BASRA, Iraq (Reuters) - Iraqi special forces killed the leader of Shi'ite cleric Moqtada al-Sadr's Mehdi Army militia in the southern Iraqi city of Basra on Friday after he tried to resist arrest, the British military said.
Spokesman Major David Gell said Abu Qader and at least one aide were shot shortly after leaving Sadr's offices in the centre of the city, the hub of Iraq's main oilfields. He said the operation was authorised by the Iraqi government.
The killing came on a day when Sadr made his first public appearance in months, portraying himself as a nationalist leader committed to the political process. He called on his militia to stop attacks on Iraqi security forces.
A senior member of Sadr's political movement said their response to the killing would be limited to "political resistance". Gell said British forces were braced for any violent backlash.
He described Abu Qader as the leader of the Mehdi Army in Basra and said he was suspected of involvement in planting roadside bombs, weapons trafficking, assassinations and planning and participating in attacks against British troops.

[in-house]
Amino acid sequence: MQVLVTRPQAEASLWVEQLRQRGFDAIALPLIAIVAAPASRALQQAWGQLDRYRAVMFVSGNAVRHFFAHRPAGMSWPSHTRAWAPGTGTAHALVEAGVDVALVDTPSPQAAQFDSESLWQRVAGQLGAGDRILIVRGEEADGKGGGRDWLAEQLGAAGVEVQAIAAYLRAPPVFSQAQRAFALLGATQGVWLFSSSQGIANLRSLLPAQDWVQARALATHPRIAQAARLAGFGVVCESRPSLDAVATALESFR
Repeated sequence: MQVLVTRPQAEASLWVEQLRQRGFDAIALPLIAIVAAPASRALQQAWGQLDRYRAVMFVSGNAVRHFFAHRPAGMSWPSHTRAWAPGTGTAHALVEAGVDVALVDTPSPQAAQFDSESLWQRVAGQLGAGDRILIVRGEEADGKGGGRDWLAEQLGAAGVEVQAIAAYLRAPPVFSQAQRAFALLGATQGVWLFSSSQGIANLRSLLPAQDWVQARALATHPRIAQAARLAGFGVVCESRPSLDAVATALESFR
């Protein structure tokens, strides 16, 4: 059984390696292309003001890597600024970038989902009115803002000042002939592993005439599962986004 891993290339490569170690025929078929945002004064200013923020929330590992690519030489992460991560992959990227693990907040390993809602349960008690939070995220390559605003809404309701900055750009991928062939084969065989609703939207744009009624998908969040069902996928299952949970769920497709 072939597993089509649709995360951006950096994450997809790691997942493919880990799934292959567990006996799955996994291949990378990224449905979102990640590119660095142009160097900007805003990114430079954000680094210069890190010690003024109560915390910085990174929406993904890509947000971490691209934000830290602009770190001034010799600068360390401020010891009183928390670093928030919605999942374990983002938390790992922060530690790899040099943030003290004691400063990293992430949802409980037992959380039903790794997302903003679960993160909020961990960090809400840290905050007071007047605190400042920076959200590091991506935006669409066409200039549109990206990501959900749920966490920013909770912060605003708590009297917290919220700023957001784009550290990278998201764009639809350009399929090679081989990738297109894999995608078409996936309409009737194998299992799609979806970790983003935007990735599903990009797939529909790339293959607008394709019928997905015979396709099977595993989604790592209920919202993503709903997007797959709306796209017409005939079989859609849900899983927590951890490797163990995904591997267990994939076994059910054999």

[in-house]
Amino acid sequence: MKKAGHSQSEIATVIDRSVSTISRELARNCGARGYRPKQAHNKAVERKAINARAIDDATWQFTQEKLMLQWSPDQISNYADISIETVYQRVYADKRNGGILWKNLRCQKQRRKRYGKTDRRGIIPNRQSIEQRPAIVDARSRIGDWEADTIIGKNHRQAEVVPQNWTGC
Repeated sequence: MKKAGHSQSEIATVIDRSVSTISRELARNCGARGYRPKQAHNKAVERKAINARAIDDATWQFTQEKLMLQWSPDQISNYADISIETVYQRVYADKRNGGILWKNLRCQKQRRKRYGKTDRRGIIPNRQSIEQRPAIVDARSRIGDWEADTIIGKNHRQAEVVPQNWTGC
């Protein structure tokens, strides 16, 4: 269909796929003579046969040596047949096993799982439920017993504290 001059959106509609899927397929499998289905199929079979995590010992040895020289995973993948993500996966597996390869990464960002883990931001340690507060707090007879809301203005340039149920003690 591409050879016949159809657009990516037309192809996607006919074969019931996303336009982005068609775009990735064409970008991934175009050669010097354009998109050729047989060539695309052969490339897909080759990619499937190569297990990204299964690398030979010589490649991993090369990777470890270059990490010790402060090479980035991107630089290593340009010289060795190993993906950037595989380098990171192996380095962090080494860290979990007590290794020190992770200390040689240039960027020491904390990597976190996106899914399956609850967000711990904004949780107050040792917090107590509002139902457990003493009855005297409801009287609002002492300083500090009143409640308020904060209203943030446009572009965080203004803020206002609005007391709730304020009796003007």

He said the operation had been Iraqi-led with British troops acting as advisers.
"During the arrest operation the targeted individual was killed ... after he resisted arrest," he said.
The senior member in Sadr's movement blamed British troops for Abu Qader's death. He said the militant leader had just left Friday prayers when British forces ambushed and killed him with two other Mehdi Army members.
British troops have stepped up operations against Shi'ite militias in the city in recent weeks as they prepare to hand it over to Iraqi security forces. April was the deadliest month for British troops there since the first month of the Iraq war.